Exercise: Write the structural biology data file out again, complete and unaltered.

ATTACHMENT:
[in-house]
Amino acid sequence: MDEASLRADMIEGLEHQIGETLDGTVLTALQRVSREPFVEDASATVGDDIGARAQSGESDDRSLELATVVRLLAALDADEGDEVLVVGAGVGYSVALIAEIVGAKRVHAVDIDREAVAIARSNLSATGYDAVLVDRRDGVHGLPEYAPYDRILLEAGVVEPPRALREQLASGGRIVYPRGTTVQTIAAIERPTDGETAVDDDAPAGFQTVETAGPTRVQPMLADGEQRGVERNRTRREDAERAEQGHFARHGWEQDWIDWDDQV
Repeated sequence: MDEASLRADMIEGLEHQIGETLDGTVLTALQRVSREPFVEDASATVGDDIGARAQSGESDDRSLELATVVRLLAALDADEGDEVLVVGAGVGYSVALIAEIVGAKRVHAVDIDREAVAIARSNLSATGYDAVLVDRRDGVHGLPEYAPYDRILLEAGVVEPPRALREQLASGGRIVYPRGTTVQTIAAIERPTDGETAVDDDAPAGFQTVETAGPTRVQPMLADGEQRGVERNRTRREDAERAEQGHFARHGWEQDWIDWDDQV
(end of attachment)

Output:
[in-house]
Amino acid sequence: MDEASLRADMIEGLEHQIGETLDGTVLTALQRVSREPFVEDASATVGDDIGARAQSGESDDRSLELATVVRLLAALDADEGDEVLVVGAGVGYSVALIAEIVGAKRVHAVDIDREAVAIARSNLSATGYDAVLVDRRDGVHGLPEYAPYDRILLEAGVVEPPRALREQLASGGRIVYPRGTTVQTIAAIERPTDGETAVDDDAPAGFQTVETAGPTRVQPMLADGEQRGVERNRTRREDAERAEQGHFARHGWEQDWIDWDDQV
Repeated sequence: MDEASLRADMIEGLEHQIGETLDGTVLTALQRVSREPFVEDASATVGDDIGARAQSGESDDRSLELATVVRLLAALDADEGDEVLVVGAGVGYSVALIAEIVGAKRVHAVDIDREAVAIARSNLSATGYDAVLVDRRDGVHGLPEYAPYDRILLEAGVVEPPRALREQLASGGRIVYPRGTTVQTIAAIERPTDGETAVDDDAPAGFQTVETAGPTRVQPMLADGEQRGVERNRTRREDAERAEQGHFARHGWEQDWIDWDDQV